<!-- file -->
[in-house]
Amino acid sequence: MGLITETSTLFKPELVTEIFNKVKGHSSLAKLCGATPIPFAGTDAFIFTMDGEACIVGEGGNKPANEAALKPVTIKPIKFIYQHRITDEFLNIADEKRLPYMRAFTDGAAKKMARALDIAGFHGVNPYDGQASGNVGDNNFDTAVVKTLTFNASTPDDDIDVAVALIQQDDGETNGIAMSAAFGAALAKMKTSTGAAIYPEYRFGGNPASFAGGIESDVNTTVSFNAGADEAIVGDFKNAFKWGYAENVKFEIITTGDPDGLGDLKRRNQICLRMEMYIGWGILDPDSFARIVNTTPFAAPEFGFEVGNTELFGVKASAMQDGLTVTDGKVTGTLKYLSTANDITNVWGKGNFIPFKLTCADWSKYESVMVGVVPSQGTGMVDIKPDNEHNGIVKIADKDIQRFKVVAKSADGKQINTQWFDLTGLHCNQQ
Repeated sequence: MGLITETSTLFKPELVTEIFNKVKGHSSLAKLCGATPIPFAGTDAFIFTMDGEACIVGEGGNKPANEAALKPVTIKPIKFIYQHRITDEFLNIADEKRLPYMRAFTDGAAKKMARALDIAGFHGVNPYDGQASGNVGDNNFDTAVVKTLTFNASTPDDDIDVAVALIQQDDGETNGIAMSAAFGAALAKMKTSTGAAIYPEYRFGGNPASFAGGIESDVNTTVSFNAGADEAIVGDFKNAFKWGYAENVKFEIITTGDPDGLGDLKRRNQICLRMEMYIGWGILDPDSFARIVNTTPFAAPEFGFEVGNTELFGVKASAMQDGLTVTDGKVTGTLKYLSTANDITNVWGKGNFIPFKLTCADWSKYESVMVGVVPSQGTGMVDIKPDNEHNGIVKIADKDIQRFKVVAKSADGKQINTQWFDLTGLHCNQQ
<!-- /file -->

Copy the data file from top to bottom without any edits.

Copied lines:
[in-house]
Amino acid sequence: MGLITETSTLFKPELVTEIFNKVKGHSSLAKLCGATPIPFAGTDAFIFTMDGEACIVGEGGNKPANEAALKPVTIKPIKFIYQHRITDEFLNIADEKRLPYMRAFTDGAAKKMARALDIAGFHGVNPYDGQASGNVGDNNFDTAVVKTLTFNASTPDDDIDVAVALIQQDDGETNGIAMSAAFGAALAKMKTSTGAAIYPEYRFGGNPASFAGGIESDVNTTVSFNAGADEAIVGDFKNAFKWGYAENVKFEIITTGDPDGLGDLKRRNQICLRMEMYIGWGILDPDSFARIVNTTPFAAPEFGFEVGNTELFGVKASAMQDGLTVTDGKVTGTLKYLSTANDITNVWGKGNFIPFKLTCADWSKYESVMVGVVPSQGTGMVDIKPDNEHNGIVKIADKDIQRFKVVAKSADGKQINTQWFDLTGLHCNQQ
Repeated sequence: MGLITETSTLFKPELVTEIFNKVKGHSSLAKLCGATPIPFAGTDAFIFTMDGEACIVGEGGNKPANEAALKPVTIKPIKFIYQHRITDEFLNIADEKRLPYMRAFTDGAAKKMARALDIAGFHGVNPYDGQASGNVGDNNFDTAVVKTLTFNASTPDDDIDVAVALIQQDDGETNGIAMSAAFGAALAKMKTSTGAAIYPEYRFGGNPASFAGGIESDVNTTVSFNAGADEAIVGDFKNAFKWGYAENVKFEIITTGDPDGLGDLKRRNQICLRMEMYIGWGILDPDSFARIVNTTPFAAPEFGFEVGNTELFGVKASAMQDGLTVTDGKVTGTLKYLSTANDITNVWGKGNFIPFKLTCADWSKYESVMVGVVPSQGTGMVDIKPDNEHNGIVKIADKDIQRFKVVAKSADGKQINTQWFDLTGLHCNQQ